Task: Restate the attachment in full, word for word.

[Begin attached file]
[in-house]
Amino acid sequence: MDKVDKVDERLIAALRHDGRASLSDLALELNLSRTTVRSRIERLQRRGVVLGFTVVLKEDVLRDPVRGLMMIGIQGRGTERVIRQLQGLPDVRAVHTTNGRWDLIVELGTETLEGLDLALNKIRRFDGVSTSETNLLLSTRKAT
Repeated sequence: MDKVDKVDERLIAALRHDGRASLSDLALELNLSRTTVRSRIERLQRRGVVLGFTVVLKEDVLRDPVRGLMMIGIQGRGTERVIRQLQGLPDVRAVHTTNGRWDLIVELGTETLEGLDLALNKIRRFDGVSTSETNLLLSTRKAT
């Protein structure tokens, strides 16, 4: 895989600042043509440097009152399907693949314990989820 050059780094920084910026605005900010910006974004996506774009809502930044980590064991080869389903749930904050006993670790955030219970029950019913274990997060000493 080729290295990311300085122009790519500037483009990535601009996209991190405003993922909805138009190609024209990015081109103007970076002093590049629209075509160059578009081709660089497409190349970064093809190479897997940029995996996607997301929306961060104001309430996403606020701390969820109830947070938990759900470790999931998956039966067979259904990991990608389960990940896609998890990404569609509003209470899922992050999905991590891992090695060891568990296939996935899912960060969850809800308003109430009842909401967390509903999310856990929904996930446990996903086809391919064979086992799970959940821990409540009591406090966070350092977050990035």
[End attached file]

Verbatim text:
[in-house]
Amino acid sequence: MDKVDKVDERLIAALRHDGRASLSDLALELNLSRTTVRSRIERLQRRGVVLGFTVVLKEDVLRDPVRGLMMIGIQGRGTERVIRQLQGLPDVRAVHTTNGRWDLIVELGTETLEGLDLALNKIRRFDGVSTSETNLLLSTRKAT
Repeated sequence: MDKVDKVDERLIAALRHDGRASLSDLALELNLSRTTVRSRIERLQRRGVVLGFTVVLKEDVLRDPVRGLMMIGIQGRGTERVIRQLQGLPDVRAVHTTNGRWDLIVELGTETLEGLDLALNKIRRFDGVSTSETNLLLSTRKAT
């Protein structure tokens, strides 16, 4: 895989600042043509440097009152399907693949314990989820 050059780094920084910026605005900010910006974004996506774009809502930044980590064991080869389903749930904050006993670790955030219970029950019913274990997060000493 080729290295990311300085122009790519500037483009990535601009996209991190405003993922909805138009190609024209990015081109103007970076002093590049629209075509160059578009081709660089497409190349970064093809190479897997940029995996996607997301929306961060104001309430996403606020701390969820109830947070938990759900470790999931998956039966067979259904990991990608389960990940896609998890990404569609509003209470899922992050999905991590891992090695060891568990296939996935899912960060969850809800308003109430009842909401967390509903999310856990929904996930446990996903086809391919064979086992799970959940821990409540009591406090966070350092977050990035």